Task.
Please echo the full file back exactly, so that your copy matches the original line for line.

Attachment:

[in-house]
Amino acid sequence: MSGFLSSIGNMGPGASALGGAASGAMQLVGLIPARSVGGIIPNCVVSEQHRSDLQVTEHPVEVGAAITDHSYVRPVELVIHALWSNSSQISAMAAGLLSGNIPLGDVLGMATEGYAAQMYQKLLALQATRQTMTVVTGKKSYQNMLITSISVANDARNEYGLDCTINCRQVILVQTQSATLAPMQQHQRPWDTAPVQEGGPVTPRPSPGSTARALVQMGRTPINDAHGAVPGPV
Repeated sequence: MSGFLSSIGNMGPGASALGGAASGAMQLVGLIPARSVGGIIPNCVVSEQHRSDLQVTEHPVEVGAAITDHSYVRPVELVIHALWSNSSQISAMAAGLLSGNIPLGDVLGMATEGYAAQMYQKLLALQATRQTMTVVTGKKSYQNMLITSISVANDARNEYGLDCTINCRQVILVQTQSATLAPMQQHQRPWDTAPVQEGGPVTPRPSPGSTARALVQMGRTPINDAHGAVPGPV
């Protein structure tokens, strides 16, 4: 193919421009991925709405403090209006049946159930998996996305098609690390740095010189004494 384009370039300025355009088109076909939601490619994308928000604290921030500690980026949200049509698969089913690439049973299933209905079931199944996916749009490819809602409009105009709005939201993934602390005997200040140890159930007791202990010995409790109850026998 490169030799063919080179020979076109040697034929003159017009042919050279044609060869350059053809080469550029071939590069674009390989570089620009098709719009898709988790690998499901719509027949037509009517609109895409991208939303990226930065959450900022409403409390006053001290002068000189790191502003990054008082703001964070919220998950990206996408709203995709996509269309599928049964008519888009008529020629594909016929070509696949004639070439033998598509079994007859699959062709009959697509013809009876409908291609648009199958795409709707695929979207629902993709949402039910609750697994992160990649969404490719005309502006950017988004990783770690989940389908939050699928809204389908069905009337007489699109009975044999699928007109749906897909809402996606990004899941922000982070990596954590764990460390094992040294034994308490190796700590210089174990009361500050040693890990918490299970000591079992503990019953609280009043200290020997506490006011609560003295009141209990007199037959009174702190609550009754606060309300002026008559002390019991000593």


[in-house]
Amino acid sequence: MSGFLSSIGNMGPGASALGGAASGAMQLVGLIPARSVGGIIPNCVVSEQHRSDLQVTEHPVEVGAAITDHSYVRPVELVIHALWSNSSQISAMAAGLLSGNIPLGDVLGMATEGYAAQMYQKLLALQATRQTMTVVTGKKSYQNMLITSISVANDARNEYGLDCTINCRQVILVQTQSATLAPMQQHQRPWDTAPVQEGGPVTPRPSPGSTARALVQMGRTPINDAHGAVPGPV
Repeated sequence: MSGFLSSIGNMGPGASALGGAASGAMQLVGLIPARSVGGIIPNCVVSEQHRSDLQVTEHPVEVGAAITDHSYVRPVELVIHALWSNSSQISAMAAGLLSGNIPLGDVLGMATEGYAAQMYQKLLALQATRQTMTVVTGKKSYQNMLITSISVANDARNEYGLDCTINCRQVILVQTQSATLAPMQQHQRPWDTAPVQEGGPVTPRPSPGSTARALVQMGRTPINDAHGAVPGPV
């Protein structure tokens, strides 16, 4: 193919421009991925709405403090209006049946159930998996996305098609690390740095010189004494 384009370039300025355009088109076909939601490619994308928000604290921030500690980026949200049509698969089913690439049973299933209905079931199944996916749009490819809602409009105009709005939201993934602390005997200040140890159930007791202990010995409790109850026998 490169030799063919080179020979076109040697034929003159017009042919050279044609060869350059053809080469550029071939590069674009390989570089620009098709719009898709988790690998499901719509027949037509009517609109895409991208939303990226930065959450900022409403409390006053001290002068000189790191502003990054008082703001964070919220998950990206996408709203995709996509269309599928049964008519888009008529020629594909016929070509696949004639070439033998598509079994007859699959062709009959697509013809009876409908291609648009199958795409709707695929979207629902993709949402039910609750697994992160990649969404490719005309502006950017988004990783770690989940389908939050699928809204389908069905009337007489699109009975044999699928007109749906897909809402996606990004899941922000982070990596954590764990460390094992040294034994308490190796700590210089174990009361500050040693890990918490299970000591079992503990019953609280009043200290020997506490006011609560003295009141209990007199037959009174702190609550009754606060309300002026008559002390019991000593």